WITH THE AGREEMENT between Brazil and Argentina not to pursue nuclear weapons, life in the Western Hemisphere becomes a little safer. Previously both countries were in the position of saying that they would not build nuclear bombs, while neither fully trusted the other. Now each has promised to open its nuclear facilities -- all of them -- to inspection by the other.

That's next best to their actually signing the Nonproliferation Treaty and allowing the International Atomic Energy Agency to inspect all of their nuclear operations. Both Argentina and Brazil unfortunately still balk at that. But if these two Latin countries now allow each others' inspectors into their plants and laboratories, including previously secret ones, that's a major contribution to stability in South America.

Six countries have undisclosed nuclear weapons or, in recent years, have been working toward them. They fall into two categories. Israel and South Africa are countries that see themselves surrounded by hostile neighbors that greatly outnumber them. The other four are pairs of regional adversaries. India has exploded what it archly calls a "device," and if Pakistan doesn't yet have one too, it is very close.

The rivalry between Argentina and Brazil has always been quite different from that in South Asia, with none of the entrenched ethnic and religious passions that make the arms race there particularly dangerous. A lot of the tension between the two Latin countries was artificially pumped up by the military governments that used to run them -- a tactic by the generals and admirals to justify their own aggrandizement and their inflated budgets. When civilians took power in the mid-1980s, the two countries immediately began giving attention to their menacing (and extremely expensive) nuclear weapons laboratories.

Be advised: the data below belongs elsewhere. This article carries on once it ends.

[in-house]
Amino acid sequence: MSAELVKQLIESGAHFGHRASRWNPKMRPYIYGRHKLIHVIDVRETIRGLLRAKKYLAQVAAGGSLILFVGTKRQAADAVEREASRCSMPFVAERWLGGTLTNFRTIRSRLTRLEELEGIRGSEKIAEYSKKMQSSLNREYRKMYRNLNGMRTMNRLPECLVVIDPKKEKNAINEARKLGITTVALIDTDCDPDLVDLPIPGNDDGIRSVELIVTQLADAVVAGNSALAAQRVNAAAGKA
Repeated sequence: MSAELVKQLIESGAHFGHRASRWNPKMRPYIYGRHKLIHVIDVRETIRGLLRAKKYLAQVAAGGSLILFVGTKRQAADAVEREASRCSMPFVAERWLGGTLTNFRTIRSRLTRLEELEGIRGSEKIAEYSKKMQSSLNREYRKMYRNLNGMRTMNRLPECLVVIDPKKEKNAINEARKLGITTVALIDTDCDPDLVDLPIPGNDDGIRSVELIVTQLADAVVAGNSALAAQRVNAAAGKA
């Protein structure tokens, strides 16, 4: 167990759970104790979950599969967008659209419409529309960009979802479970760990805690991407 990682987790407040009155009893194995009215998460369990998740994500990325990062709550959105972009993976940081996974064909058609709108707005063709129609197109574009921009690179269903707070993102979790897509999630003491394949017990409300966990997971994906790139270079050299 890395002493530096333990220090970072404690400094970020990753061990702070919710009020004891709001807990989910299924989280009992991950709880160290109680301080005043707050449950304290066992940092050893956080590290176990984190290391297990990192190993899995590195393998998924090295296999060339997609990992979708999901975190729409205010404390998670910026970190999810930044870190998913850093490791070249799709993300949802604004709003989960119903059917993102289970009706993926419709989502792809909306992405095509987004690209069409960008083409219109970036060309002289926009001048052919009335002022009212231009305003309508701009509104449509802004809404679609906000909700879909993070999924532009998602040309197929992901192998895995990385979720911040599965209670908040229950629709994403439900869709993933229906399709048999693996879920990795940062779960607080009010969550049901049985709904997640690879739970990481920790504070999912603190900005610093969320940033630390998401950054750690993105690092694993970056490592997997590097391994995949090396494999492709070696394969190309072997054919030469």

The Argentines, under the determined leadership of Raoul Alfonsin, put an end to their nuclear weapons program. But in Brazil, Jose Sarney was a weak president constantly bidding for support from the generals, and a secret effort to build weapons proceeded parallel to the open development of nuclear power for civilian purposes. It has only been within the past year, with Mr. Sarney's replacement by President Fernando Collor de Mello, that the secret bomb effort has been exposed and terminated.

That recent experience demonstrates once again that, as in all things nuclear, reliable verification and inspection are the key to any solid agreement. But it also demonstrates that, even among countries that once seemed unpromising candidates, regional nuclear arms agreements are possible.